Leila Janah: Suppose after college I take a high-paying job at a private equity firm. What if that firm invests in companies that produce the very negative social outcomes my donations are supposed to fix? .. Singer’s approach .. sorts people into the helpers and the helped, which reinforces prevailing beliefs about the best way to generate and distribute wealth instead of questioning what led us here in the first place. .. Creating living-wage jobs for poor people, so long as one avoids negative social and environmental externalities, is the *maximally decent ethical choice.

Emma Saunders-Hastings: Even a narrow focus on welfare can lead to programs that are objectionably paternalizing if donors and volunteers view themselves as entitled to make decisions on behalf of the poor. ..

Rob Reich: Giving in support of particular candidates for office, ballot initiatives, or policy advocacy can be as or more effective than giving to alleviate poverty. .. I believe effective altruism has a clear politics in each of these ways. .. Effective altruists see the best state of affairs, I think, as that in which good-maximizing technocrats are in charge. .. But this politics is suspicious of, or rejects .. democracy.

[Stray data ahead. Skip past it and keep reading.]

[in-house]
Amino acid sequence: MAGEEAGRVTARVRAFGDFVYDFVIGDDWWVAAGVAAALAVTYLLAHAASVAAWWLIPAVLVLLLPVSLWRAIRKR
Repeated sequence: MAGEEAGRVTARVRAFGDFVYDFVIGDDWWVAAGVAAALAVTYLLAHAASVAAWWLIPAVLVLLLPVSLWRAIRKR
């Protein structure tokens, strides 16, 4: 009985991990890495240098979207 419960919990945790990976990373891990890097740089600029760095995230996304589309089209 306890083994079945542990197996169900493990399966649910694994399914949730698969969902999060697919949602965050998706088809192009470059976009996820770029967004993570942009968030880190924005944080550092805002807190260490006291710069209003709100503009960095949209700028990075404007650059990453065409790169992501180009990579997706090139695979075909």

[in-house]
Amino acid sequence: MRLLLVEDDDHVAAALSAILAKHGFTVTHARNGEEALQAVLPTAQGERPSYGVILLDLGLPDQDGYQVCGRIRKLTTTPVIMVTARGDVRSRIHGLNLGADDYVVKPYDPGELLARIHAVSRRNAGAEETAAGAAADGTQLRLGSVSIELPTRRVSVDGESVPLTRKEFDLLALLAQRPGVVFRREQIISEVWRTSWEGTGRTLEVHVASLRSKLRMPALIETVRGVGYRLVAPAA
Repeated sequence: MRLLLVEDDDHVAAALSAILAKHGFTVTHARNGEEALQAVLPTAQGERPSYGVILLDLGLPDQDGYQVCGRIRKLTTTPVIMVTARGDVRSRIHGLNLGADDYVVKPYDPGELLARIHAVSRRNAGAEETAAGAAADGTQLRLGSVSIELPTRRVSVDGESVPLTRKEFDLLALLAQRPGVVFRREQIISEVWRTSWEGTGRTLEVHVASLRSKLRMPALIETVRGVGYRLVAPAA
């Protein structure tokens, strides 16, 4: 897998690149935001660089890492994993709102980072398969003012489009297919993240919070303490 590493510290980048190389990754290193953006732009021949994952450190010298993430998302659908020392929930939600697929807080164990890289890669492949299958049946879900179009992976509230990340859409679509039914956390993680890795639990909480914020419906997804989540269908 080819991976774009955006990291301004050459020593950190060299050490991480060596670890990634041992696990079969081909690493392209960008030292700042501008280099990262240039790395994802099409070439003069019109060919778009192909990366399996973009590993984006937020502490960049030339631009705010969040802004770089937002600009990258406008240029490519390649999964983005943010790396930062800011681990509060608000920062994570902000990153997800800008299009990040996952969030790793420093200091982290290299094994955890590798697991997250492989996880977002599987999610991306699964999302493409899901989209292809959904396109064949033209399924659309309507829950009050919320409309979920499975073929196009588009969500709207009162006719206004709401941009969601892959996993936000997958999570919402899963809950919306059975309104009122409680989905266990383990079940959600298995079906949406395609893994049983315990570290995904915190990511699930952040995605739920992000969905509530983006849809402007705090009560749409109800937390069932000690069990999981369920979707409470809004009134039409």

Paul Brest: I wonder whether effective altruists aren’t free-riding on other altruists in order to live in a world in which they can enjoy the arts, literature, and other cultural and leisure pursuits. .. One might worry that if people regard effective altruism’s demands as excessive, it may provide an excuse for doing even less.

Iason Gabriel: Effective altruists know there is good instrumental reason to promote equality, focus on the worst off, and respect human rights. Yet when the cards are on the table, their failure to value these things as ends in themselves induces forms of moral blindness. .. They often overlook the weakest and most vulnerable members of a population

András Miklós: Many of us think we have a special responsibility not to harm others, even if that means forgoing benefits of similar magnitude that we could have provided to many more. .. Effective altruism could have even greater impact if it did not focus exclusively on individual philanthropy. Firms also need guidance.

Catherine Tumber: Donors are .. tasked with giving up meaningful work, even if it means lending their talents to the very financial institutions that deepen global poverty. Such circular reasoning .. [puts] painful, conflict-ridden political recourse at a dim remove. That is what happens when you reduce self and others to quantifiable widgets, much as the global financial markets regard us.